BioNetBuilder Plugin

What is BioNetBuilder?

BioNetBuilder is a Cytoscape plugIn that offers a user friendly interface to create biological networks integrated from several databases. Users can create networks for ~1000 different species, including most common model organisms and human. The interface offers different options to specify a set of initial genes/gene-products for which to find molecular interactions (including loading a simple text file, finding genes with specified Gene Ontology annotations, and finding genes whose common name match a given string). Depending on the user's computer capabilities, biological networks for whole organisms can also be created and displayed. Currently supported databases include: DIP, BIND, Prolinks, KEGG, HPRD, The BioGrid, and GO, among others. Users can set database parameters through the user interface to control which information from each database can be included in their networks (for example, interaction type, p-value, threshold, etc). BioNetBuilder also attaches to each gene cross reference IDs and URL links to public databases, including RefSeq, PIR, Prolinks, and The Yeast Resource Center.

What are the requirements to run BioNetBuilder?

Most computers will be ready to go!
You need to have Java 2 Standard Edition 1.4.x (later versions are probably fine) installed and an internet connection.
If you use the Java-Web Start link below, you will also need Java Web-Start. Most computers have Java Web-Start installed by default since it is included in the Java Runtime Environment.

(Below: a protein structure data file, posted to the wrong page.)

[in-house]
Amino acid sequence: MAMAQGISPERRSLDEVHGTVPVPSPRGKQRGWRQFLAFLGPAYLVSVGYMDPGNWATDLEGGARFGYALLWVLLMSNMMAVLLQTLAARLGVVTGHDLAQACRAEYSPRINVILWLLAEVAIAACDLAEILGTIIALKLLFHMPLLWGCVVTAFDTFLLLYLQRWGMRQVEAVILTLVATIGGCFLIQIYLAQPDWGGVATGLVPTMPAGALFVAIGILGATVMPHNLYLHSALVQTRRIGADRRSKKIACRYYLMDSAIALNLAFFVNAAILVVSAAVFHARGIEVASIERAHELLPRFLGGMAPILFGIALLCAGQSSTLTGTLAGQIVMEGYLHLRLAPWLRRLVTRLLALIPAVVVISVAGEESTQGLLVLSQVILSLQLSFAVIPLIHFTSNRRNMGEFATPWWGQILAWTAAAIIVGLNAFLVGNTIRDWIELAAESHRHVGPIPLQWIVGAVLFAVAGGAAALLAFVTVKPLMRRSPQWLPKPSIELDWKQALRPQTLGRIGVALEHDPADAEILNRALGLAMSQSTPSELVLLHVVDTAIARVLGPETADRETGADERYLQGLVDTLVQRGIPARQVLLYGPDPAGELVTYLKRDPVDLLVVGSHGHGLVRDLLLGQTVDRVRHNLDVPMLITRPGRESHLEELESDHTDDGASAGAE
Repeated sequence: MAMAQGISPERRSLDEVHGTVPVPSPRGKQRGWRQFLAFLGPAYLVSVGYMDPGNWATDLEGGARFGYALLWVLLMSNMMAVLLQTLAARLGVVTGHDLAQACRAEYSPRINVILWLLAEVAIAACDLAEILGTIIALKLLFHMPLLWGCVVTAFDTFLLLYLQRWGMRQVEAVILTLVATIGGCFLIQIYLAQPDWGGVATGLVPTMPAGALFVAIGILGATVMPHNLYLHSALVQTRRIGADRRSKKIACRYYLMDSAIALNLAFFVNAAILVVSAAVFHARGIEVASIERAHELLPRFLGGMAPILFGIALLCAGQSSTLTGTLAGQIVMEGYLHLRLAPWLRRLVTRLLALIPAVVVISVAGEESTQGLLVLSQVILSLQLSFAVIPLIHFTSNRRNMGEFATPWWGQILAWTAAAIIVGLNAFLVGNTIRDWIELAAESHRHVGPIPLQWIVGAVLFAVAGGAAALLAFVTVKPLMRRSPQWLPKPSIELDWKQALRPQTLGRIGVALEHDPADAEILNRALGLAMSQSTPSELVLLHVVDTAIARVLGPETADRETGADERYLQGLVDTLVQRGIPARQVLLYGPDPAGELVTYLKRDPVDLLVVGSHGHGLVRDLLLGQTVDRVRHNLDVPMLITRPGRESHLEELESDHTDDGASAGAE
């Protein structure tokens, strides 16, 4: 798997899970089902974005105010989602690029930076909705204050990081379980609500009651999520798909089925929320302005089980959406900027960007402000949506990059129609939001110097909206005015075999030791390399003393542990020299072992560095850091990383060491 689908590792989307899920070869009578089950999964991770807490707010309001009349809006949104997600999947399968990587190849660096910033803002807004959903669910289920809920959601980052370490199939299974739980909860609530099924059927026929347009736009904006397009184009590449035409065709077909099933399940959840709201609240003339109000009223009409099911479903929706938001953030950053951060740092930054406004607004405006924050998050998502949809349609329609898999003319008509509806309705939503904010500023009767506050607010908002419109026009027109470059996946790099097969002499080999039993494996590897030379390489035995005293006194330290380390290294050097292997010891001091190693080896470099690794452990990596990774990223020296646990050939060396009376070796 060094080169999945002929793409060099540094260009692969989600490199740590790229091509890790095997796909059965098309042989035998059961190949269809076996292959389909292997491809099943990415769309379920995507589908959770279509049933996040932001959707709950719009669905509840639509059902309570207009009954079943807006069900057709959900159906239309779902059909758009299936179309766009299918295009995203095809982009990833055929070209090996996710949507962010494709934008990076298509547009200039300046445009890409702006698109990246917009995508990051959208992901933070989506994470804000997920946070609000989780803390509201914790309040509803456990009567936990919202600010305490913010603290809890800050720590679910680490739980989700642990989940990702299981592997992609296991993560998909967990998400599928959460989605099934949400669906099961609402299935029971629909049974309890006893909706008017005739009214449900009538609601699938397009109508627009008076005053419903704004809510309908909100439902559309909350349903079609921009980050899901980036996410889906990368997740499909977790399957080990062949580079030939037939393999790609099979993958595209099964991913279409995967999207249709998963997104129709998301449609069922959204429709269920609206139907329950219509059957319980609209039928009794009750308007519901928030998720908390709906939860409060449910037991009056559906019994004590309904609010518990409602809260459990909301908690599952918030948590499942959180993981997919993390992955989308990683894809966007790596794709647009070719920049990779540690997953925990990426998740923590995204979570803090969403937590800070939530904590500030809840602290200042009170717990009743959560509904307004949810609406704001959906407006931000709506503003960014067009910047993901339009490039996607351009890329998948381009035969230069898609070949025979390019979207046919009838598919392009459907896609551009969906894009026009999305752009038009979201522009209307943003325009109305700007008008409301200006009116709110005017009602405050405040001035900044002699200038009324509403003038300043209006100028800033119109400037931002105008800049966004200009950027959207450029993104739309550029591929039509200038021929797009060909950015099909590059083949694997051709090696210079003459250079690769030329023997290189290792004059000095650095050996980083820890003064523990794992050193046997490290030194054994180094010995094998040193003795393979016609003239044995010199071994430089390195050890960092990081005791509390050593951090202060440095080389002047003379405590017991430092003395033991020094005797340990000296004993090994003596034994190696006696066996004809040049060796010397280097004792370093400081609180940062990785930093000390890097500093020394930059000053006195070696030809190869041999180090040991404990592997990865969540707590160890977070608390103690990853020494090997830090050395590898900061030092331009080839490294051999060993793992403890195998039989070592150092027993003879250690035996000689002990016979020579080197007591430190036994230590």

How can I get BioNetBuilder?

Currently, the easiest way of using BioNetBuilder is clicking on this Launch BioNetBuilder link which will start Cytoscape on your computer with the plugIn loaded.

If you are a more advanced user, you can download the plugIn jar and place it within your Cytoscape plugins directory. If you do this, please download a recent version of Cytoscape 2.3. Important note: the plugIn jar cannot be loaded into earlier versions than Cytoscape 2.3.

If you download the plugIn jar and place it within Cytoscape's plugins directory to run it, you will need to place this properties file in your Cytoscape top directory (where cytoscape.jar is located).

The source code is licensed under the LGPL.

For anonymous svn access to development code:
   svn checkout

NOTE: BioNetBuilder relies on Cytoscape libraries to build properly. Please also download that code and possibly adjust the CYTOSCAPE PATHS properties in the BioNetBuilder build.xml file.

How do I use BioNetBuilder?

On the Cytoscape Desktop, click on Plugins->BioNetBuilder Wizard... to start the wizard.

The plugIn was designed to be as user friendly as possible. We have developed a tutorial to aid in learning how to use it.

If you wish to use the HPRD database, please send me an email stating that you are not a commercial entity, and we will send you the necessary username and password. Also, if you want, please let us know how you heard about BioNetBuilder and what you're interested in using it for.

NOTE: As of 8-01-06, the username and password has changed for the HPRD database due to our server transition to NYU. If you are receiving "access denied" errors, this may be the reason. Please send an email to kdrew [at] for the updated username and password. Sorry for the inconvience.